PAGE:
When you see the term “Dungeon” – what comes to mind? I typically think of a few different things…
- The great TSR gaming magazine published for from 1986 to 2007.
- A board game published in 1975 by TSR to simulate some aspects of Dungeons & Dragons.
- A place where people were imprisoned or tortured.
- A series of connected rooms containing possible encounters or combat opportunities.
- A power metal/thrash band from Sydney, Australia from 1989 to 2005.
Though I still have a few issues of Dungeon magazine squirreled away in boxes and a copy of Dungeon! the board game, I can truthfully say I’ve never heard any music from Dungeon the thrash band. That said, let’s focus on #4 because we can kind of roll #3 into it.
We often encounter dungeons when we play roleplaying games. Adventures like the Temple of Elemental Evil come to mind when I think of dungeons and dungeon crawls where you enter with your friends and try to survive as many levels and encounters as possible to escape with your loot.
But if you look at the general description, a dungeon in gaming terms is just a bunch of rooms connected by corridors. That could describe just about anything, couldn’t it?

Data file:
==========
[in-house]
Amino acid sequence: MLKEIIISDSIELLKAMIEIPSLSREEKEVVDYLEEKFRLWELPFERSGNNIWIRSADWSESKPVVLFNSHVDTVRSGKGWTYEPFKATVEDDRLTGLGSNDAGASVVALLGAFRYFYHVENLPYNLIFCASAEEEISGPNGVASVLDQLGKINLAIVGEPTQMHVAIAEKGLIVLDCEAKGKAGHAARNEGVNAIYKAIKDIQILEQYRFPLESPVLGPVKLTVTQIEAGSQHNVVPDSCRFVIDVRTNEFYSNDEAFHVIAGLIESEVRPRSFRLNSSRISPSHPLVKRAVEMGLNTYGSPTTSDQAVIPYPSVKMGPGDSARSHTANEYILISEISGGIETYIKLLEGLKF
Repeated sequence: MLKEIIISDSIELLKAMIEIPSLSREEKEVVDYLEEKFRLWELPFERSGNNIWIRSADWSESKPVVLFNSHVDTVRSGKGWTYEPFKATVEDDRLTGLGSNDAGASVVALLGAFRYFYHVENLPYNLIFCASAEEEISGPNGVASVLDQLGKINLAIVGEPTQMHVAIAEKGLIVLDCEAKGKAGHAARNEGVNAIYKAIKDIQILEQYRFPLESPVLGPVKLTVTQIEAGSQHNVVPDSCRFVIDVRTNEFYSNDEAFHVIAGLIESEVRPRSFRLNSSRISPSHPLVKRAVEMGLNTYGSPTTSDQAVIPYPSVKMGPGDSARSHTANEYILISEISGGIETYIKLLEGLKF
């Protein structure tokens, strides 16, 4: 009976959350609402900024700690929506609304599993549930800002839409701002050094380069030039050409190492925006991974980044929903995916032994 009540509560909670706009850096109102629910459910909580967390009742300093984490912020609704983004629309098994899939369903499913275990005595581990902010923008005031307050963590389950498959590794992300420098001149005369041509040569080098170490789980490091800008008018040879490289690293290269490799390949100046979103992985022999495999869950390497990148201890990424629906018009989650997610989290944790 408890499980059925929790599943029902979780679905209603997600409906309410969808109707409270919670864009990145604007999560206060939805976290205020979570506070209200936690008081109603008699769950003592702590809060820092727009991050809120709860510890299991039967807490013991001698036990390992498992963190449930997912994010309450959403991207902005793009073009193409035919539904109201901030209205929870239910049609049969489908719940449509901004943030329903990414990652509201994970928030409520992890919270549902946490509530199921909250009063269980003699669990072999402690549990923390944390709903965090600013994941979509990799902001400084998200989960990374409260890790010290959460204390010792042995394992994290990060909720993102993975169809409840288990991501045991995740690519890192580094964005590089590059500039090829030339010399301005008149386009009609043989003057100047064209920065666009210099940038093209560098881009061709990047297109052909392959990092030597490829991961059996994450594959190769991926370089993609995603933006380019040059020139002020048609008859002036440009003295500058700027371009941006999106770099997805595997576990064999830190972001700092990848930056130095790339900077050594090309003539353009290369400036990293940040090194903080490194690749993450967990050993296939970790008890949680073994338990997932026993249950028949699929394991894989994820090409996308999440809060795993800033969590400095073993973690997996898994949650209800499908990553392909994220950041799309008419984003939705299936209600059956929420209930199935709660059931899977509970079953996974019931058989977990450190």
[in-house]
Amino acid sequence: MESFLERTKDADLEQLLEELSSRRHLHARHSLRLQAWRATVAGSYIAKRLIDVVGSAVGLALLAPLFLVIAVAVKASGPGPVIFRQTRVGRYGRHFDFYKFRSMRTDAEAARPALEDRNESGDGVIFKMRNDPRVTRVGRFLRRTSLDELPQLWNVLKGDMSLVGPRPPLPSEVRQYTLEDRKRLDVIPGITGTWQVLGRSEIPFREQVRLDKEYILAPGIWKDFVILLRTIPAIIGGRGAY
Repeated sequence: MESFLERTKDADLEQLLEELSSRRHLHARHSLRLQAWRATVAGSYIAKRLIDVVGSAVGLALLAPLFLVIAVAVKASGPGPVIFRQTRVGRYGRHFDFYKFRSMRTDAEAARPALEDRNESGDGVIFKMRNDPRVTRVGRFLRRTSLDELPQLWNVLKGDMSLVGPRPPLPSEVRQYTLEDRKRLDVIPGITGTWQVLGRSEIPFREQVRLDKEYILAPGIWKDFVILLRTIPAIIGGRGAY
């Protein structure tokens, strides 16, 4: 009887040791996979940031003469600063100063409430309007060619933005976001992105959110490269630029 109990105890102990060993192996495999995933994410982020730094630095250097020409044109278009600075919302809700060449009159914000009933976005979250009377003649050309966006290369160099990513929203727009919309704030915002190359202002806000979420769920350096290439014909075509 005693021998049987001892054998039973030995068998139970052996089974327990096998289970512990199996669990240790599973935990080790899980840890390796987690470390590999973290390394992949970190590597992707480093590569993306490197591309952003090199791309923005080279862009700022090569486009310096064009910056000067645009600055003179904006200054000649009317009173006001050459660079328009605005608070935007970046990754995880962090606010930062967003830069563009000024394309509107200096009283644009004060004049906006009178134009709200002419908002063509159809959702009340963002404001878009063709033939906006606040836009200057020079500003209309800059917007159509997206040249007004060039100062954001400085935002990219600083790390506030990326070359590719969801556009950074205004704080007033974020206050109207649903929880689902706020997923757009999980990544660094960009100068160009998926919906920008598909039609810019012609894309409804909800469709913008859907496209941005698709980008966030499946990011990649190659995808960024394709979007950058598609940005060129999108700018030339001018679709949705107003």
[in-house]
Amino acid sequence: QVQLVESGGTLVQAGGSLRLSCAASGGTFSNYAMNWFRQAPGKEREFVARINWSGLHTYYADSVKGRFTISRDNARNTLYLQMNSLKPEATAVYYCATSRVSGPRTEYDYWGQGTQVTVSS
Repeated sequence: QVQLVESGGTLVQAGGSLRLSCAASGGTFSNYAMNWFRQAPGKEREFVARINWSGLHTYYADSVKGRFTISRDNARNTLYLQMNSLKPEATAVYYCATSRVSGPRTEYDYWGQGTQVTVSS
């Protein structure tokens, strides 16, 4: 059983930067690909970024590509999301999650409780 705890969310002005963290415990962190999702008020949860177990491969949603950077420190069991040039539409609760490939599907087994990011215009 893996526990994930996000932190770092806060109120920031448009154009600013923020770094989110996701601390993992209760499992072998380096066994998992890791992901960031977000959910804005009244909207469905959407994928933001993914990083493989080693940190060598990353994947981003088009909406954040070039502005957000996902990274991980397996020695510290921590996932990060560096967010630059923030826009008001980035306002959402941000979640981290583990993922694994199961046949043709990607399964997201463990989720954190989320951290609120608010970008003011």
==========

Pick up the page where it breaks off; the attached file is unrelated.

A while back, Johnn Four raised the concept of “5 Room Dungeons”, which are awesome. Just enough space to create a unique situation for a group of players. But what I loved was that they weren’t all underground in medieval settings. Sure, some were. But mixed in were temples, swamps, islands, and other locations that didn’t have to be underground. What a concept! (You can download many of the 5 Room Dungeons at Johnn’s Roleplaying Tips site.)
So we know about dungeons in the medieval sense. Usually these were sets of rooms that existed under existing castles, keeps, or other buildings to house criminals, political prisoners, torture devices, and so on.
What about other places? Why can’t a modern building be a dungeon? Think about a modern hospital. Aren’t the floors in a hospital designed in a manner similar to different dungeon levels?
- Spaceships or naval vessels?
- Office buildings?
- Cave systems used by freedom fighters or terrorists?
Aren’t they all dungeons of a sort? Multiple rooms connected by corridors. Each room may or may not have “stuff” in it. Each room may or may not have guardians or traps.
So as we go through some other topics in this series, keep in mind that dungeons don’t have to be in fantasy settings or historically-based adventures. A dungeon can be any set of rooms connected by corridors.
Think about that the next time you walk through your house, your school, or your office building.
Next time we’ll talk about doors and what you can do with them in various settings.
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